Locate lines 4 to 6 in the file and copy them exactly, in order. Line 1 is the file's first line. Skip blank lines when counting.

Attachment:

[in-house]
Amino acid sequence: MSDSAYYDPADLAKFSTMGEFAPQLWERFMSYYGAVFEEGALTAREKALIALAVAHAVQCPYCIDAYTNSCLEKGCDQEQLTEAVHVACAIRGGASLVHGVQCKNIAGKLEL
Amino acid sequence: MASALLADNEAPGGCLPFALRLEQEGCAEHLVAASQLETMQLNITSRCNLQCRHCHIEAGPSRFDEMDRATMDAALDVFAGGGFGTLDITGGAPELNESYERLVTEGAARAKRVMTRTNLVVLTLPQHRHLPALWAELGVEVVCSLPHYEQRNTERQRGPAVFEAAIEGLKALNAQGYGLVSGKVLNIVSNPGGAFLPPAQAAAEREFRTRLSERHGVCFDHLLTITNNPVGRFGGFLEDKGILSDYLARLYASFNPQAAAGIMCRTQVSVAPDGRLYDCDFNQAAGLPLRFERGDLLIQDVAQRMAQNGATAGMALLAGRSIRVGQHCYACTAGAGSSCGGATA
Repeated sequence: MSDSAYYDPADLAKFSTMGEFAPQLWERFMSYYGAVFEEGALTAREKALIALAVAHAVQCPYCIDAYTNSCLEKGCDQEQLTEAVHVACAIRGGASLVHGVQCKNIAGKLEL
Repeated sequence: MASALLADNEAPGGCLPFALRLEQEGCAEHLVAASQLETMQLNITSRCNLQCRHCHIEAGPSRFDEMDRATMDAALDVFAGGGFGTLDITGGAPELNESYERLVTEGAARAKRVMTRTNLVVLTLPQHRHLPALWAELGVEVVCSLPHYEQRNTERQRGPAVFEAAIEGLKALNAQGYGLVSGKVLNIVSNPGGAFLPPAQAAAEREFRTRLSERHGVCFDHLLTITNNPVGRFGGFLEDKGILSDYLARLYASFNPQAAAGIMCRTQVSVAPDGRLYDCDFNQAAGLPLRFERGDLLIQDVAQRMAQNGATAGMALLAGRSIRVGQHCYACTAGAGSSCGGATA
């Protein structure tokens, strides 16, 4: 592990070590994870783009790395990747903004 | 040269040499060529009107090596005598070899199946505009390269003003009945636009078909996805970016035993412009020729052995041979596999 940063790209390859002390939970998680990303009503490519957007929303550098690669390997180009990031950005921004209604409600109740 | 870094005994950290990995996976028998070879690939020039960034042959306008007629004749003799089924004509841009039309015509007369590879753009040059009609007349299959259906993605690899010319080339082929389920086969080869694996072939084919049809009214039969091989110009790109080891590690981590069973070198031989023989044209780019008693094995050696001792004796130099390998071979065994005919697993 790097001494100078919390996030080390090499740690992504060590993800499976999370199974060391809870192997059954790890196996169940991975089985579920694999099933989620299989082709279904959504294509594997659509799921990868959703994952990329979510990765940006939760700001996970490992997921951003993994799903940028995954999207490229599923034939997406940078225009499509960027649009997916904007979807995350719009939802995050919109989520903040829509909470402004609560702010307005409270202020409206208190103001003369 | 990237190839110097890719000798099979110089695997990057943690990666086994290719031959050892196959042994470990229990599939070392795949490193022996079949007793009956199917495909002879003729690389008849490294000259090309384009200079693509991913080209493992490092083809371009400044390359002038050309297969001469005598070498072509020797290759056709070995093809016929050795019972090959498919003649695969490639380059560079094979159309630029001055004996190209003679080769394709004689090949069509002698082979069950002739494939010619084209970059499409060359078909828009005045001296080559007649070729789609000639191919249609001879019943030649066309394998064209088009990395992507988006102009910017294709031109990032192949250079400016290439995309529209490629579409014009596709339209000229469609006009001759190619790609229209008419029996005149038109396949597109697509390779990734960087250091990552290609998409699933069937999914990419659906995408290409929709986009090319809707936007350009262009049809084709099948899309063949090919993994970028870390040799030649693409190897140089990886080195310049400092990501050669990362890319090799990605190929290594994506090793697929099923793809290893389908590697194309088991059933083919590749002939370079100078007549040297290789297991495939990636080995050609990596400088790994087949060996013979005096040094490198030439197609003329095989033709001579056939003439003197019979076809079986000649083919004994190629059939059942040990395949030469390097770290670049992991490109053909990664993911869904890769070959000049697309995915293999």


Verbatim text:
Repeated sequence: MSDSAYYDPADLAKFSTMGEFAPQLWERFMSYYGAVFEEGALTAREKALIALAVAHAVQCPYCIDAYTNSCLEKGCDQEQLTEAVHVACAIRGGASLVHGVQCKNIAGKLEL
Repeated sequence: MASALLADNEAPGGCLPFALRLEQEGCAEHLVAASQLETMQLNITSRCNLQCRHCHIEAGPSRFDEMDRATMDAALDVFAGGGFGTLDITGGAPELNESYERLVTEGAARAKRVMTRTNLVVLTLPQHRHLPALWAELGVEVVCSLPHYEQRNTERQRGPAVFEAAIEGLKALNAQGYGLVSGKVLNIVSNPGGAFLPPAQAAAEREFRTRLSERHGVCFDHLLTITNNPVGRFGGFLEDKGILSDYLARLYASFNPQAAAGIMCRTQVSVAPDGRLYDCDFNQAAGLPLRFERGDLLIQDVAQRMAQNGATAGMALLAGRSIRVGQHCYACTAGAGSSCGGATA
């Protein structure tokens, strides 16, 4: 592990070590994870783009790395990747903004 | 040269040499060529009107090596005598070899199946505009390269003003009945636009078909996805970016035993412009020729052995041979596999 940063790209390859002390939970998680990303009503490519957007929303550098690669390997180009990031950005921004209604409600109740 | 870094005994950290990995996976028998070879690939020039960034042959306008007629004749003799089924004509841009039309015509007369590879753009040059009609007349299959259906993605690899010319080339082929389920086969080869694996072939084919049809009214039969091989110009790109080891590690981590069973070198031989023989044209780019008693094995050696001792004796130099390998071979065994005919697993 790097001494100078919390996030080390090499740690992504060590993800499976999370199974060391809870192997059954790890196996169940991975089985579920694999099933989620299989082709279904959504294509594997659509799921990868959703994952990329979510990765940006939760700001996970490992997921951003993994799903940028995954999207490229599923034939997406940078225009499509960027649009997916904007979807995350719009939802995050919109989520903040829509909470402004609560702010307005409270202020409206208190103001003369 | 990237190839110097890719000798099979110089695997990057943690990666086994290719031959050892196959042994470990229990599939070392795949490193022996079949007793009956199917495909002879003729690389008849490294000259090309384009200079693509991913080209493992490092083809371009400044390359002038050309297969001469005598070498072509020797290759056709070995093809016929050795019972090959498919003649695969490639380059560079094979159309630029001055004996190209003679080769394709004689090949069509002698082979069950002739494939010619084209970059499409060359078909828009005045001296080559007649070729789609000639191919249609001879019943030649066309394998064209088009990395992507988006102009910017294709031109990032192949250079400016290439995309529209490629579409014009596709339209000229469609006009001759190619790609229209008419029996005149038109396949597109697509390779990734960087250091990552290609998409699933069937999914990419659906995408290409929709986009090319809707936007350009262009049809084709099948899309063949090919993994970028870390040799030649693409190897140089990886080195310049400092990501050669990362890319090799990605190929290594994506090793697929099923793809290893389908590697194309088991059933083919590749002939370079100078007549040297290789297991495939990636080995050609990596400088790994087949060996013979005096040094490198030439197609003329095989033709001579056939003439003197019979076809079986000649083919004994190629059939059942040990395949030469390097770290670049992991490109053909990664993911869904890769070959000049697309995915293999």